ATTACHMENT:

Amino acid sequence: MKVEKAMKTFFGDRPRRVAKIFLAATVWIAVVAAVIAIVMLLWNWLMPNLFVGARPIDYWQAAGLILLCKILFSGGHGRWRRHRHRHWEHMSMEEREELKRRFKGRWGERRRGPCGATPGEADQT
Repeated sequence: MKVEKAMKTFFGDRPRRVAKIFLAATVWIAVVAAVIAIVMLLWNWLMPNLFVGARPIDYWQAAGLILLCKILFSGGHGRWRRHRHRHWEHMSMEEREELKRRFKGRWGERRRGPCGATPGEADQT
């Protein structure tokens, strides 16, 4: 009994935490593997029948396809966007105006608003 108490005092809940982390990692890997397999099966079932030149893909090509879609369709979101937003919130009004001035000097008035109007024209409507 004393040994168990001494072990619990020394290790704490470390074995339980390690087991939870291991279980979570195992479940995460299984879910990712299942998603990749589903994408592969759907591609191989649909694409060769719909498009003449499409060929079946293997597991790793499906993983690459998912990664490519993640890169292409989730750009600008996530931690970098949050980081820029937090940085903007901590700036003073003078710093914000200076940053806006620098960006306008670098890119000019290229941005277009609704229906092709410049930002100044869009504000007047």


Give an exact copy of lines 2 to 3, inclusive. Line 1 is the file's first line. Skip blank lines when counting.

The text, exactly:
Repeated sequence: MKVEKAMKTFFGDRPRRVAKIFLAATVWIAVVAAVIAIVMLLWNWLMPNLFVGARPIDYWQAAGLILLCKILFSGGHGRWRRHRHRHWEHMSMEEREELKRRFKGRWGERRRGPCGATPGEADQT
């Protein structure tokens, strides 16, 4: 009994935490593997029948396809966007105006608003 108490005092809940982390990692890997397999099966079932030149893909090509879609369709979101937003919130009004001035000097008035109007024209409507 004393040994168990001494072990619990020394290790704490470390074995339980390690087991939870291991279980979570195992479940995460299984879910990712299942998603990749589903994408592969759907591609191989649909694409060769719909498009003449499409060929079946293997597991790793499906993983690459998912990664490519993640890169292409989730750009600008996530931690970098949050980081820029937090940085903007901590700036003073003078710093914000200076940053806006620098960006306008670098890119000019290229941005277009609704229906092709410049930002100044869009504000007047």